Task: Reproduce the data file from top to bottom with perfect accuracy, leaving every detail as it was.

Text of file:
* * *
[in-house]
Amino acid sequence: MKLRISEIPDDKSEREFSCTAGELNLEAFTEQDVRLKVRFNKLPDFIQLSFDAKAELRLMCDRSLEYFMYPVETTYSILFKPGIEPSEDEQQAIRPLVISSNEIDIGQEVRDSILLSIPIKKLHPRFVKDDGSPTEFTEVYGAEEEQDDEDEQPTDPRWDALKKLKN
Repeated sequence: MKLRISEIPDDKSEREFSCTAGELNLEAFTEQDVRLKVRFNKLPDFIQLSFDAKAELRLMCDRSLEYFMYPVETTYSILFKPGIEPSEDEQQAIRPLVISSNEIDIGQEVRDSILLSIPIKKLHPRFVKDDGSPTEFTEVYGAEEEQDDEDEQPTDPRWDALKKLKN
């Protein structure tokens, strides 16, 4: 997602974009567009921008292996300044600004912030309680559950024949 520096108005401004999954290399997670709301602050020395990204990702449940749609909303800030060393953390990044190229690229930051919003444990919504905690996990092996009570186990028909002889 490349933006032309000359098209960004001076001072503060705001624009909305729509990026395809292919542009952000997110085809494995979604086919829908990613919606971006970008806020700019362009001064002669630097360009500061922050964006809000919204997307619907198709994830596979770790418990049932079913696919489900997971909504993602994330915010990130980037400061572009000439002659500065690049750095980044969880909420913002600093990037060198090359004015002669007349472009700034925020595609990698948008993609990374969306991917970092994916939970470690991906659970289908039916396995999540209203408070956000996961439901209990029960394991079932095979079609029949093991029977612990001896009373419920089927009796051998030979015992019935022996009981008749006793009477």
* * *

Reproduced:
[in-house]
Amino acid sequence: MKLRISEIPDDKSEREFSCTAGELNLEAFTEQDVRLKVRFNKLPDFIQLSFDAKAELRLMCDRSLEYFMYPVETTYSILFKPGIEPSEDEQQAIRPLVISSNEIDIGQEVRDSILLSIPIKKLHPRFVKDDGSPTEFTEVYGAEEEQDDEDEQPTDPRWDALKKLKN
Repeated sequence: MKLRISEIPDDKSEREFSCTAGELNLEAFTEQDVRLKVRFNKLPDFIQLSFDAKAELRLMCDRSLEYFMYPVETTYSILFKPGIEPSEDEQQAIRPLVISSNEIDIGQEVRDSILLSIPIKKLHPRFVKDDGSPTEFTEVYGAEEEQDDEDEQPTDPRWDALKKLKN
């Protein structure tokens, strides 16, 4: 997602974009567009921008292996300044600004912030309680559950024949 520096108005401004999954290399997670709301602050020395990204990702449940749609909303800030060393953390990044190229690229930051919003444990919504905690996990092996009570186990028909002889 490349933006032309000359098209960004001076001072503060705001624009909305729509990026395809292919542009952000997110085809494995979604086919829908990613919606971006970008806020700019362009001064002669630097360009500061922050964006809000919204997307619907198709994830596979770790418990049932079913696919489900997971909504993602994330915010990130980037400061572009000439002659500065690049750095980044969880909420913002600093990037060198090359004015002669007349472009700034925020595609990698948008993609990374969306991917970092994916939970470690991906659970289908039916396995999540209203408070956000996961439901209990029960394991079932095979079609029949093991029977612990001896009373419920089927009796051998030979015992019935022996009981008749006793009477």